Why I openly talk about my period | ActionAid UK

Why I openly talk about my period

Lauren Layfield

TV presenter

TV presenter, Lauren Layfield, wants to normalise the way we talk about periods. She wants girls to be able to talk positively about their menstrual hygiene and have the confidence to stand up and say #MyBodyIsMine. 

As part of our World Menstrual Hygiene Day 2018 appeal, Lauren writes about the impact of period taboos and why we all need to start talking openly about menstruation. 

Two girls holding ActionAid's 'No more taboos' sign. We need girls to know that positive attitudes about periods are vital to their development.
Two girls holding ActionAid's 'No more taboos' sign. We need girls to know that positive attitudes about periods are vital to their development.

Let’s talk about periods

Sometimes when I’m in my place of work, I like to bellow: “ARGH GUYS, MY OVARIES ARE SQUEEZING ME!” Other times, when I feel an unexpected dampness in my knickers, I might declare, “Uh oh, I’m losing blood! I’M LOSING BLOOD!” like I’m in an episode of Casualty. Or after I’ve been to the toilet, I might pop back in and mutter something quietly but audibly like, “Oooooh it’s like a horror movie down there…”

Some people find it funny (big cheers to those people), but some people reply disgustedly, “Urgh, for goodness sake Lauren, it’s not even 10am…”, which brings me great joy that I’ve made them squirm before lunch. The more gory the detail I can give, the better. You see, I enjoy talking about this stuff. First, because I like being a bit provocative. It’s a little bit attention seeking which, let’s face it, is a symptom of being a TV presenter. And second, because I want to normalise the way we talk about menstrual hygiene.

I want to normalise the way we talk about menstrual hygiene.”

I’ve always been a ‘late bloomer’. I didn’t get boobs until I was about 25. (I mean, seriously, what did I do in a past life to deserve that?) My first period didn’t come until 16, maybe even 17? ALL my mates got their blob before me, and the only positive conversation I can remember about periods was ‘The Big Announcement’. One of our friends would strut into school and beam proudly, “I started my period last night!” We would congratulate each other about hitting the big time and joining the club but after that, conversations about periods were generally negative.

I remember one girl who had a pretty major leak that seeped right through her knickers and school skirt and onto her chair in our French class. She spent the rest of the day struggling to pull down her school blazer to hide the red stain that was slowly turning into a rusty-brown as it dried in the air. “Tut, awhhhhh bless her!” we would whisper, patronisingly, while being thankful it hadn’t happened to us. And who can forget the embarassment of a sanitary towel falling out of your backpack and being used a frisbee / some sort of headgear by pre-pubescent boys. Those were the days, eh?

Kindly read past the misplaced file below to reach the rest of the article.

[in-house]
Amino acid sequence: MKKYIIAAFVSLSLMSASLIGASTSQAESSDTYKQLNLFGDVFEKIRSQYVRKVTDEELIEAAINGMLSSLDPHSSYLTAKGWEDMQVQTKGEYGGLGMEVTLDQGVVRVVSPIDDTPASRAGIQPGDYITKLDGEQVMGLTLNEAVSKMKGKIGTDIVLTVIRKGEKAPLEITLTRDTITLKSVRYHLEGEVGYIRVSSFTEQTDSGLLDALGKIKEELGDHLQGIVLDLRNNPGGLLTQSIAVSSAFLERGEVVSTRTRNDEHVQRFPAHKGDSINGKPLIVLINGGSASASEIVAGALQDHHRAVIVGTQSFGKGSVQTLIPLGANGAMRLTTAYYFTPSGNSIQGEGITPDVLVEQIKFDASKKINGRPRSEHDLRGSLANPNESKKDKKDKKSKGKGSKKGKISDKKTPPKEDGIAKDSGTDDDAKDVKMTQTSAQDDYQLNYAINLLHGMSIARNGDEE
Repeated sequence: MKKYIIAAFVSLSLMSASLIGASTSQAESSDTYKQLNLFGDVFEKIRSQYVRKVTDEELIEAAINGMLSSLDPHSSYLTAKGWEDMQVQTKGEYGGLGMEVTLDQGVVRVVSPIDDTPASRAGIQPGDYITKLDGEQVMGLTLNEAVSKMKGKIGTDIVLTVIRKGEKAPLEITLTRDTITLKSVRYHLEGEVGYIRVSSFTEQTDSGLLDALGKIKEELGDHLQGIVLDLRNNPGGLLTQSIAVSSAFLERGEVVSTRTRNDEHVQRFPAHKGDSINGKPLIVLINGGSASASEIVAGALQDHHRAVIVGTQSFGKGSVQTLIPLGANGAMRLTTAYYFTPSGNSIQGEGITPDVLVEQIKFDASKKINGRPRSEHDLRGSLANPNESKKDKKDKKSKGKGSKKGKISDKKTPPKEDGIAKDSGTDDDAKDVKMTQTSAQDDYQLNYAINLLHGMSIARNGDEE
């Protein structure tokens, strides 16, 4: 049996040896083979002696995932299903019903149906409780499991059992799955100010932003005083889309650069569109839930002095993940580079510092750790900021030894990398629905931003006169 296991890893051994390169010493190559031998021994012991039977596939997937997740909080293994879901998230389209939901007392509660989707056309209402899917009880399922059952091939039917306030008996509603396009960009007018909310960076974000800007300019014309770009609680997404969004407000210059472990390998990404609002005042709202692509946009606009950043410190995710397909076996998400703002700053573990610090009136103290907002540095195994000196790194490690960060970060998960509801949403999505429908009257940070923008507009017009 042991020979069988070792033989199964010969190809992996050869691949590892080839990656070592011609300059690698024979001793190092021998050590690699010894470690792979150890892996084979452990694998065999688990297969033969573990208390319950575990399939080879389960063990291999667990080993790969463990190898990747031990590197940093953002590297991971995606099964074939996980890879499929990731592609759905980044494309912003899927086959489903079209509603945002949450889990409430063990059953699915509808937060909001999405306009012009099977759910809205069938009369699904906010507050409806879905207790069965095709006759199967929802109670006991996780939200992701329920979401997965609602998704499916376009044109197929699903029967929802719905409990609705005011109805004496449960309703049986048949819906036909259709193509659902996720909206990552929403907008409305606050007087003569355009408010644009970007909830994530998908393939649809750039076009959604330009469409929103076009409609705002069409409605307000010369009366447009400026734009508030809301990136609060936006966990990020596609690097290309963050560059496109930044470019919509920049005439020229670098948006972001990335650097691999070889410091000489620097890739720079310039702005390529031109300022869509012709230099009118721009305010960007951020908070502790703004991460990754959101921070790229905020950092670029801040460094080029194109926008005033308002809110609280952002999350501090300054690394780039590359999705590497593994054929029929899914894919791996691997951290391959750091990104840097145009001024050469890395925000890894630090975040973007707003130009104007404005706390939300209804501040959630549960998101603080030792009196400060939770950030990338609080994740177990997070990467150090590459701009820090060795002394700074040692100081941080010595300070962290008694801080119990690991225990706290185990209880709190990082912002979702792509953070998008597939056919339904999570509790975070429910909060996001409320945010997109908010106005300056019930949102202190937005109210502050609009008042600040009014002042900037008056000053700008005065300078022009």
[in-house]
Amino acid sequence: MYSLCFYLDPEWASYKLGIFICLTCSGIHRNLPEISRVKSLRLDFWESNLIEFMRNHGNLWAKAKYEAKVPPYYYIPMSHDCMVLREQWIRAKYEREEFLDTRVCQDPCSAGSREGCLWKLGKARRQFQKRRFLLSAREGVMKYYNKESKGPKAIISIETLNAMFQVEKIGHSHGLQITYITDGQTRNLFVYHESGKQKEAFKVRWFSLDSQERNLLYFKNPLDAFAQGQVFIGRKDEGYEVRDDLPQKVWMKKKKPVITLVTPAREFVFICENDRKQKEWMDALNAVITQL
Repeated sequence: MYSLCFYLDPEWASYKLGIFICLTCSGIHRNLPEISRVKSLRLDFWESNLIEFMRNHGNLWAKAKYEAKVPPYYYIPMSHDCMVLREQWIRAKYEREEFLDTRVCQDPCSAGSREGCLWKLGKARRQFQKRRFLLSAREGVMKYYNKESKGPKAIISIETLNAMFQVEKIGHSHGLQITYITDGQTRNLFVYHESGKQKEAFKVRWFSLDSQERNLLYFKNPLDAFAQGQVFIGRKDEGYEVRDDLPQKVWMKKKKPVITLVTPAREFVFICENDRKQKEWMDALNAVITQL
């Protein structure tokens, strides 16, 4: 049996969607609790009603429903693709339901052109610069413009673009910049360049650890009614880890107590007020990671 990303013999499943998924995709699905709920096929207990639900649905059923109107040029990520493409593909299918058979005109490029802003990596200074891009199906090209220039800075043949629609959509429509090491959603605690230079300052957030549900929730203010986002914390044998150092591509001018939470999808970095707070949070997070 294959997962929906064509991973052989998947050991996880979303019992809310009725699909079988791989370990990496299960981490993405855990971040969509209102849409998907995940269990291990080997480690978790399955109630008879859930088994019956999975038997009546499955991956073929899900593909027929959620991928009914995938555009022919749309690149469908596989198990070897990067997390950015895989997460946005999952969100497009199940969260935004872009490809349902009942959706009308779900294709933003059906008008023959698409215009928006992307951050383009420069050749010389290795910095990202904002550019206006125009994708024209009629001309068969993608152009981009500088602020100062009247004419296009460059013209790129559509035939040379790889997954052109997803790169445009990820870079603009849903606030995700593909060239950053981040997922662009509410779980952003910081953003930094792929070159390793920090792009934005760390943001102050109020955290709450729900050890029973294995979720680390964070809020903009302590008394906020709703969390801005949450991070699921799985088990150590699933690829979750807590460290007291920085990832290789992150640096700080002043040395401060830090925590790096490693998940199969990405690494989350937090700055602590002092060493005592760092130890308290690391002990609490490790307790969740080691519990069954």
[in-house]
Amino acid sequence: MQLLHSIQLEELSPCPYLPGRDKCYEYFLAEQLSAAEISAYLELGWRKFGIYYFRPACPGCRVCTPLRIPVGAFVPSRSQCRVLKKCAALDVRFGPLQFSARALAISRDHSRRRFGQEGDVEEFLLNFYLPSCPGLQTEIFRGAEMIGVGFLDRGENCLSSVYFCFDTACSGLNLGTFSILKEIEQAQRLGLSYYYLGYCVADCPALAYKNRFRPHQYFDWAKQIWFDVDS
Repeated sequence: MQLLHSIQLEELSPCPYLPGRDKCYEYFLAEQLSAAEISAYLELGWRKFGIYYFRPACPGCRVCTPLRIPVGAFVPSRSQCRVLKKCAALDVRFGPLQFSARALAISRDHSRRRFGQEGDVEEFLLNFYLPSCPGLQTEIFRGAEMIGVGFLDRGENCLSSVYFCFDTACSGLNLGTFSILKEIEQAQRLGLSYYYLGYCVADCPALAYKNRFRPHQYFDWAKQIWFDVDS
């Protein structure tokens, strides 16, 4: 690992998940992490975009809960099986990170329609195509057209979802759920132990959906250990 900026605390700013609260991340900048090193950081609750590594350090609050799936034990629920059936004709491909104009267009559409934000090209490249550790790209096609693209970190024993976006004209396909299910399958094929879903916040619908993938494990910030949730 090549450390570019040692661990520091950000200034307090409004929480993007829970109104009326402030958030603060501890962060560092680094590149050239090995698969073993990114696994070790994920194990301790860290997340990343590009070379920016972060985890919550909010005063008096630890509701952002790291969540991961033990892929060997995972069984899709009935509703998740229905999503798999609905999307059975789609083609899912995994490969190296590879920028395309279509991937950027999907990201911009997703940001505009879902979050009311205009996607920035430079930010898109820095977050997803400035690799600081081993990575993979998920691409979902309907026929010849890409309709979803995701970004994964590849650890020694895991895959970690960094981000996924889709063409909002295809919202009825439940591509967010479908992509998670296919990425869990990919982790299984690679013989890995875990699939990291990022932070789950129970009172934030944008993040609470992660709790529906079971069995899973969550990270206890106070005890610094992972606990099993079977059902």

ActionAid at Latitude 2017

Why is menstruation something we hide?

Last week, I was on route to a TV shoot on the train from Manchester to London when things start to feel a little bit…squelchy. We all do it; grab a tampon from our handbags and covertly slide it up our jumper sleeve to keep it hidden from view while we scurry to the loo. I always think, ‘Why? Why am I still doing this? It’s a roll of cotton wool within a cardboard tube with a bit of string attached — it’s essentially all the items you need to make your very own Blue Peter Tracy Island. Why I am hiding it?’

The truth is, periods have always been something to conceal - something to talk about in a hushed voice. There will be people who will read this and think that talking about bodily functions SHOULD be kept quiet and that its vulgar to talk about it out loud. But when you look worldwide, there’s a bigger problem.

Periods have always been something to conceal — something to talk about in a hushed voice.”

ActionAid has found that a lack of affordable and available sanitary products means many girls are too embarrassed to go to school when they’re on their periods. They are missing out on an education and not fulfilling their potential, which is SUCH a huge waste. To overcome it, they may use rags and old clothing to soak up menstrual blood but this can cause infections. Surely, this shouldn’t be a problem in 2018?

Positive attitudes about periods are vital to girls’ development

So what can I do? Well, I can’t travel the world giving out free tampons like Drake giving out dollar bills in the ‘God’s Plan’ video. But what I can do, girls, is try to encourage you to talk about your periods more. Periods are a wonder. Yeah, sometimes they make you feel rubbish, but other times I’m amazed at how I can still present live TV despite the fact I’m ACTUALLY LOSING BLOOD.

We need to re-define everything we’ve been taught about periods being unclean. We need to re-educate both girls and boys by providing sex education at an earlier age. We need girls to know that positive attitudes about periods are vital to their development. And we need the next generation to grow up in a world where they’re not afraid to deadeye their male boss and tell them they need five minutes to go and sort out the incoming flood in their pants.

Next time I’m on that Manchester to London train, I’m going to pull my tampon out from beneath my sleeve and twirl it down the train aisle, like a majorette’s baton. And I hope you do too. 

Learn more about ActionAid’s World Menstrual Hygiene Day appeal

 Jack Pasco/ActionAid